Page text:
You can bet Sequim and Port Angeles real estate agents are and will be leaving the business. The front page news around the country is that real estate brokers and agents are quitting the business in droves. This is no surprise, of course, but it is unfortunate.
The writing has been on the wall for a while, but I do think some people are going to be shocked when some local agents and brokers go out of business. Those of us who are in the business won’t be shocked, because we know, or at least we think we know who will be gone this time next year.
“Brokers Go Bust. Changing names, merging, consolidating, filing bankruptcy and closing branches was on the order of the day throughout 2008 as literally thousands of real estate brokerages companies went out of business during 2008. This included many independents as well as franchises from just about every major brand including Century 21, EXIT and RE/MAX. Also filling for bankruptcy is national franchise Help-U-Sell and Web 2.0 newcomers such as Igglo. 2009 may see even more brokers closing up shop than 2008.” [Inman Real Estate News]
“Since the end of last year, about 2,800 Washington agents have abandoned the business, a decrease of about 9 percent, and hundreds more have put their licenses on hold, according to the stateâ€™s Department of Licensing. . . . Many others are toughing it out by moving from well-known brokerages to smaller firms that allow them to keep 100 percent of their commission. . . . Real estate agent Len Brandt left RE/Max Eastside Brokers and moved to independent company NW Real Estate earlier this year largely because he couldnâ€™t afford the higher fees at the larger firm during the down market.” [Read the full article in the Seattle Business Journal.]
“In Cape Coral, Fla., where only 30 percent of agents sold even a single home last year, real estate agents are ‘dropping out’ daily, says local realtor Ginette Young. The Oregon Association of Realtors reports an 11.5 percent decline statewide of licensed agents in the past year. Many of those who leave quietly shelve their signs. Others go out big: In Gilbert, Ariz., the fastest-growing city in the fastest-growing state, RE/MAX 2000 closed 13 offices throughout the Valley of the Sun, laying off at least 20 employees and scores of contract agents right before Christmas. The company couldn’t meet its expenses.” [Read full story at Housing Crash – Realtors Quit.]
A large Portland Broker with 56 agents filed bankruptcy recently. “The office expansion and billboards? . . . Those expenses turned into the company’s biggest unsecured creditors. . . . ‘We ran out of money to pay them,’ Haskins said. “The business just wasn’t viable.'” [Read full story at Real Estate Broker Bankrupt.]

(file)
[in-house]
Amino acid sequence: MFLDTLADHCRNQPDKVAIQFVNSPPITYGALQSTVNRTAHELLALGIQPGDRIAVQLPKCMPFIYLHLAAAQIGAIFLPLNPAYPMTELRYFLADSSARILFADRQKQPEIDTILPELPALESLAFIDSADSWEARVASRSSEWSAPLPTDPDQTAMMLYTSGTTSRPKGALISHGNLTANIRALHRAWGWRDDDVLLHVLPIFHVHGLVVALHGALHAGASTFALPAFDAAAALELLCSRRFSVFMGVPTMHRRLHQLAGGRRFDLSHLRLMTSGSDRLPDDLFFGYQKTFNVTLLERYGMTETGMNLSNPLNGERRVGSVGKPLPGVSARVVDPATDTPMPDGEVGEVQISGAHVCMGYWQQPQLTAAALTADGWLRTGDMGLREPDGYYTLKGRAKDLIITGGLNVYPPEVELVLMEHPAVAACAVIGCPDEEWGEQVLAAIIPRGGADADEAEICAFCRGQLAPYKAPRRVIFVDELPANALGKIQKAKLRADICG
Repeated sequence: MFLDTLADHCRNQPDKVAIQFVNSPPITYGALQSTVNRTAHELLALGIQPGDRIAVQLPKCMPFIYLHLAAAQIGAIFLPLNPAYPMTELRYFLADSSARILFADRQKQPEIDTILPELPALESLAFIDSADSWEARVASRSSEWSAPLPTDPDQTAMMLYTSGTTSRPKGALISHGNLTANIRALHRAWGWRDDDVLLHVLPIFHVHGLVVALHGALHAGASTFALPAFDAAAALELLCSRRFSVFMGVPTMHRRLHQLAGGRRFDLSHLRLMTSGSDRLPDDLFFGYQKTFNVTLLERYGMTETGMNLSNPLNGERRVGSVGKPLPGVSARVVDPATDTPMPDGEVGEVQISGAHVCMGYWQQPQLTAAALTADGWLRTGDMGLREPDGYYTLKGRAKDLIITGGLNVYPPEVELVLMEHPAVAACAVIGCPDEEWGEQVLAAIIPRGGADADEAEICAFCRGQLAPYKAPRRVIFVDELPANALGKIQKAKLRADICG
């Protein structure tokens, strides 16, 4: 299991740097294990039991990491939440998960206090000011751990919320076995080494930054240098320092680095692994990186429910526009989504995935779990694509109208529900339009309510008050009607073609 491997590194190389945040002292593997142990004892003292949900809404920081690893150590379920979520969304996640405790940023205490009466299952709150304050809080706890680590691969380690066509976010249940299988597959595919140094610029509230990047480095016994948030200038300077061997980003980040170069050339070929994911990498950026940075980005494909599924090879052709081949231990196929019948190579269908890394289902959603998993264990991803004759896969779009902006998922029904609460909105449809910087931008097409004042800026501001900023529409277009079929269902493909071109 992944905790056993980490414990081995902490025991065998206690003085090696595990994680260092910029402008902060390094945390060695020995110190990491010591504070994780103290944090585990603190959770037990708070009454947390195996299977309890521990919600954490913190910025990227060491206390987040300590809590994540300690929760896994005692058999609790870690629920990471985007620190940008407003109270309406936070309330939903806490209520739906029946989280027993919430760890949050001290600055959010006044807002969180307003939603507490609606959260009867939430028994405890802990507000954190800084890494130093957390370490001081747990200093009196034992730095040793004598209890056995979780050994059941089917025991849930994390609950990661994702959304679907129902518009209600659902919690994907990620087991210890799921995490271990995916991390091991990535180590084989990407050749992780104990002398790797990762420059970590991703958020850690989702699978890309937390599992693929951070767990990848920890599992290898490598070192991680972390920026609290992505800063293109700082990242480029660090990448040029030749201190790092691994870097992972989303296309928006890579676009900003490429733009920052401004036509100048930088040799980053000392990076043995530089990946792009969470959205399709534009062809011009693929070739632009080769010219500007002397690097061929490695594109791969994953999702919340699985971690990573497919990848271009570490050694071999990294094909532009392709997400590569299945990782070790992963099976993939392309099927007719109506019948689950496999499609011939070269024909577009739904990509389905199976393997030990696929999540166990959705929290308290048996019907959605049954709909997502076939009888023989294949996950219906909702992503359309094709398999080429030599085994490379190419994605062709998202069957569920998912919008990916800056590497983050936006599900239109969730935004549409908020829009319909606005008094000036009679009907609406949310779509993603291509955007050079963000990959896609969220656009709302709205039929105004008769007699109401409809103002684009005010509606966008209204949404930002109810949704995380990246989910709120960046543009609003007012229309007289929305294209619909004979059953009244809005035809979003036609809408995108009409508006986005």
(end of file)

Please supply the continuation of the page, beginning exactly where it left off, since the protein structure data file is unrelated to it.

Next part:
“Jack Jentzen never saw it coming. Four years ago, as a real estate agent in Elgin, Ill., he was enjoying the rewards of the most frenzied U.S. housing market in decades, and money poured in. Now he’s fighting to keep his home. . . . Tens of thousands of Realtors have been forced to quit the industry in the past couple of years. Some are enduring their own agonizing foreclosures. Agents who had staked their fortunes on galloping home sales now struggle to afford health care, utilities and other basics.” [Read full story at Realtors Live Close to Edge.]
What will happen in Sequim and Port Angeles? Unfortunately, more of the same. This is a nationwide experience, and real estate brokers in Clallam County are not exempt from the market downturn. Here are a couple of business 101 principles that will most likely cause one or more brokers to close their doors before next spring in Sequim and/or Port Angeles.
A business can operate only so long in the red before it is forced to close its doors. When fixed and variable expenses exceed income for too long, there is trouble looming on the horizon. A ship can take on some water, and it can take on small amounts of water for longer than most people think, but eventually the ship begins to rest uneasy, and ultimately it tilts slowly and sinks. For real estate brokers that have taken on massive quantities of debt, and who have huge monthly fixed expenses, these expenses are water filling the ship.
Let’s face it, real estate commissions are drastically down, and there is no reliable data to indicate that real estate commissions are suddenly going to save these brokers. It is my opinion, and this is not exactly rocket science, that a couple and maybe a few real estate brokers will close their doors in the next six months in Sequim and/or Port Angeles. While some agents will leave the business entirely, other agents who can weather the storm will transfer their licenses to brokers who have less overhead and where they can keep more of their real estate commissions.
I wrote an article months ago about how Traditional Real Estate Brokerage is Dead, and I did get some heat from colleagues about that article, but the devastating real estate market combined with old fashioned business models has created a very caustic environment. This environment is going to put some of those traditional brokers out of business. I would be glad to be wrong about this.
I’m pleased that my own brokerage is probably one of the lowest overhead brokerages in all of Sequim and Port Angeles, and at the same time I believe I have the largest Internet presence of any agent and broker on the entire Northern Olympic Peninsula. While buyers are not pulling out their checkbooks right now, they are using the Internet. While my business model has great promise for this market and when the market comes back, I fear for some of my colleagues, because some ships appear to be taking on too much water.
Chuck Marunde, J.D.
Last Updated on June 17, 2019 by Chuck Marunde